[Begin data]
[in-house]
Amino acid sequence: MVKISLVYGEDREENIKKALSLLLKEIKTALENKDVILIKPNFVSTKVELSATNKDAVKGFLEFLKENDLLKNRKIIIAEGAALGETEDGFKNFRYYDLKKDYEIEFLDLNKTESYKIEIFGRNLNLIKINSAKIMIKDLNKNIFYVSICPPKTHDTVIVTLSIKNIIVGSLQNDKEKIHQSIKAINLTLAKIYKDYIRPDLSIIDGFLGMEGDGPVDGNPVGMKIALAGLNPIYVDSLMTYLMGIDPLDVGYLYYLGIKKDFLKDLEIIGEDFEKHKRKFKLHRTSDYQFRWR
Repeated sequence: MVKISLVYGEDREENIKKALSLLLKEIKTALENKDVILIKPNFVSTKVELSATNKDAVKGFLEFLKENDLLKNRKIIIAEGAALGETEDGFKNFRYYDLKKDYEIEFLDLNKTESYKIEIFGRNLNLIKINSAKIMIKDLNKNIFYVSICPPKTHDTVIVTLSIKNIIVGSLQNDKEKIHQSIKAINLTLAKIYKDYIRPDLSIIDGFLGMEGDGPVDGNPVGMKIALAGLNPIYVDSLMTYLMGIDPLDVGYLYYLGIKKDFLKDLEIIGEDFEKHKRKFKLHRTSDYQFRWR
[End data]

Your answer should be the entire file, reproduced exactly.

[in-house]
Amino acid sequence: MVKISLVYGEDREENIKKALSLLLKEIKTALENKDVILIKPNFVSTKVELSATNKDAVKGFLEFLKENDLLKNRKIIIAEGAALGETEDGFKNFRYYDLKKDYEIEFLDLNKTESYKIEIFGRNLNLIKINSAKIMIKDLNKNIFYVSICPPKTHDTVIVTLSIKNIIVGSLQNDKEKIHQSIKAINLTLAKIYKDYIRPDLSIIDGFLGMEGDGPVDGNPVGMKIALAGLNPIYVDSLMTYLMGIDPLDVGYLYYLGIKKDFLKDLEIIGEDFEKHKRKFKLHRTSDYQFRWR
Repeated sequence: MVKISLVYGEDREENIKKALSLLLKEIKTALENKDVILIKPNFVSTKVELSATNKDAVKGFLEFLKENDLLKNRKIIIAEGAALGETEDGFKNFRYYDLKKDYEIEFLDLNKTESYKIEIFGRNLNLIKINSAKIMIKDLNKNIFYVSICPPKTHDTVIVTLSIKNIIVGSLQNDKEKIHQSIKAINLTLAKIYKDYIRPDLSIIDGFLGMEGDGPVDGNPVGMKIALAGLNPIYVDSLMTYLMGIDPLDVGYLYYLGIKKDFLKDLEIIGEDFEKHKRKFKLHRTSDYQFRWR